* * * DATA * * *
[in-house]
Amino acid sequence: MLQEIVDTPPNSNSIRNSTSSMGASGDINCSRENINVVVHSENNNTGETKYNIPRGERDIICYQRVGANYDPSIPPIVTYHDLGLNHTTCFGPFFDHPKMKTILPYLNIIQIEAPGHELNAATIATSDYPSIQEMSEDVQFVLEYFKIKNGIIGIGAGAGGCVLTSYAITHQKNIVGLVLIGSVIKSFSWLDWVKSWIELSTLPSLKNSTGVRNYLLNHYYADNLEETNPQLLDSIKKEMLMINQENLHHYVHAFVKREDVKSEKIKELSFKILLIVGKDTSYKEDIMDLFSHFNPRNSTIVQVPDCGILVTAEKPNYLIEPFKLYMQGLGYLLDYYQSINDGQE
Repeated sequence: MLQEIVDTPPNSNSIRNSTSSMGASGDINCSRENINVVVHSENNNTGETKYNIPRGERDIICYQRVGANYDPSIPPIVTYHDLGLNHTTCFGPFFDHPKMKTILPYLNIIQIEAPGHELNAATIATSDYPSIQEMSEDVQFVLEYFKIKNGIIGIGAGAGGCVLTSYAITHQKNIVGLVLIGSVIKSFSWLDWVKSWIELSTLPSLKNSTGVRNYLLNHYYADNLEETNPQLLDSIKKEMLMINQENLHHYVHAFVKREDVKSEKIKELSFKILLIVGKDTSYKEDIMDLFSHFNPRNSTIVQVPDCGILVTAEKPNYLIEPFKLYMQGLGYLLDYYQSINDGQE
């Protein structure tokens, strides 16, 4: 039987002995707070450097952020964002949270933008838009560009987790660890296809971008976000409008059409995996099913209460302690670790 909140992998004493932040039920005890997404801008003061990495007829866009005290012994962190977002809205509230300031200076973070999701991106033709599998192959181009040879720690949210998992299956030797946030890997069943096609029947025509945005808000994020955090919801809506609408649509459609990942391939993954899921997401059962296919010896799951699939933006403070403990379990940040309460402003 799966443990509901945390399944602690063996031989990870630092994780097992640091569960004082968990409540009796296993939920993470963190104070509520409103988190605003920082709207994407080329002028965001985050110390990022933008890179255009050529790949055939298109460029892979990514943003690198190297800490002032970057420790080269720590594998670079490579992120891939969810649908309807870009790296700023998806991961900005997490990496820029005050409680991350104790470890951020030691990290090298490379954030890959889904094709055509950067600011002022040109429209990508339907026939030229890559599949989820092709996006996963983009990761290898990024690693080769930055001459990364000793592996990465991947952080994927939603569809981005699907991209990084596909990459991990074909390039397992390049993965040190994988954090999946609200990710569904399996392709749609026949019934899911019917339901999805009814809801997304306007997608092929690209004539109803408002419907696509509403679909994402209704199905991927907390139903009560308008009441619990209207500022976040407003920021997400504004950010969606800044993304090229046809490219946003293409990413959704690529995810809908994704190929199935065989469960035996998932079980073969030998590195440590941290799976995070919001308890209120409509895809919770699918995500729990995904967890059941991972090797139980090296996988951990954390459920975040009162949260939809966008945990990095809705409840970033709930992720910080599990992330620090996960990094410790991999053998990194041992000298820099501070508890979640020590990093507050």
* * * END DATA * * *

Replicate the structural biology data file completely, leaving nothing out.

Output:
[in-house]
Amino acid sequence: MLQEIVDTPPNSNSIRNSTSSMGASGDINCSRENINVVVHSENNNTGETKYNIPRGERDIICYQRVGANYDPSIPPIVTYHDLGLNHTTCFGPFFDHPKMKTILPYLNIIQIEAPGHELNAATIATSDYPSIQEMSEDVQFVLEYFKIKNGIIGIGAGAGGCVLTSYAITHQKNIVGLVLIGSVIKSFSWLDWVKSWIELSTLPSLKNSTGVRNYLLNHYYADNLEETNPQLLDSIKKEMLMINQENLHHYVHAFVKREDVKSEKIKELSFKILLIVGKDTSYKEDIMDLFSHFNPRNSTIVQVPDCGILVTAEKPNYLIEPFKLYMQGLGYLLDYYQSINDGQE
Repeated sequence: MLQEIVDTPPNSNSIRNSTSSMGASGDINCSRENINVVVHSENNNTGETKYNIPRGERDIICYQRVGANYDPSIPPIVTYHDLGLNHTTCFGPFFDHPKMKTILPYLNIIQIEAPGHELNAATIATSDYPSIQEMSEDVQFVLEYFKIKNGIIGIGAGAGGCVLTSYAITHQKNIVGLVLIGSVIKSFSWLDWVKSWIELSTLPSLKNSTGVRNYLLNHYYADNLEETNPQLLDSIKKEMLMINQENLHHYVHAFVKREDVKSEKIKELSFKILLIVGKDTSYKEDIMDLFSHFNPRNSTIVQVPDCGILVTAEKPNYLIEPFKLYMQGLGYLLDYYQSINDGQE
């Protein structure tokens, strides 16, 4: 039987002995707070450097952020964002949270933008838009560009987790660890296809971008976000409008059409995996099913209460302690670790 909140992998004493932040039920005890997404801008003061990495007829866009005290012994962190977002809205509230300031200076973070999701991106033709599998192959181009040879720690949210998992299956030797946030890997069943096609029947025509945005808000994020955090919801809506609408649509459609990942391939993954899921997401059962296919010896799951699939933006403070403990379990940040309460402003 799966443990509901945390399944602690063996031989990870630092994780097992640091569960004082968990409540009796296993939920993470963190104070509520409103988190605003920082709207994407080329002028965001985050110390990022933008890179255009050529790949055939298109460029892979990514943003690198190297800490002032970057420790080269720590594998670079490579992120891939969810649908309807870009790296700023998806991961900005997490990496820029005050409680991350104790470890951020030691990290090298490379954030890959889904094709055509950067600011002022040109429209990508339907026939030229890559599949989820092709996006996963983009990761290898990024690693080769930055001459990364000793592996990465991947952080994927939603569809981005699907991209990084596909990459991990074909390039397992390049993965040190994988954090999946609200990710569904399996392709749609026949019934899911019917339901999805009814809801997304306007997608092929690209004539109803408002419907696509509403679909994402209704199905991927907390139903009560308008009441619990209207500022976040407003920021997400504004950010969606800044993304090229046809490219946003293409990413959704690529995810809908994704190929199935065989469960035996998932079980073969030998590195440590941290799976995070919001308890209120409509895809919770699918995500729990995904967890059941991972090797139980090296996988951990954390459920975040009162949260939809966008945990990095809705409840970033709930992720910080599990992330620090996960990094410790991999053998990194041992000298820099501070508890979640020590990093507050």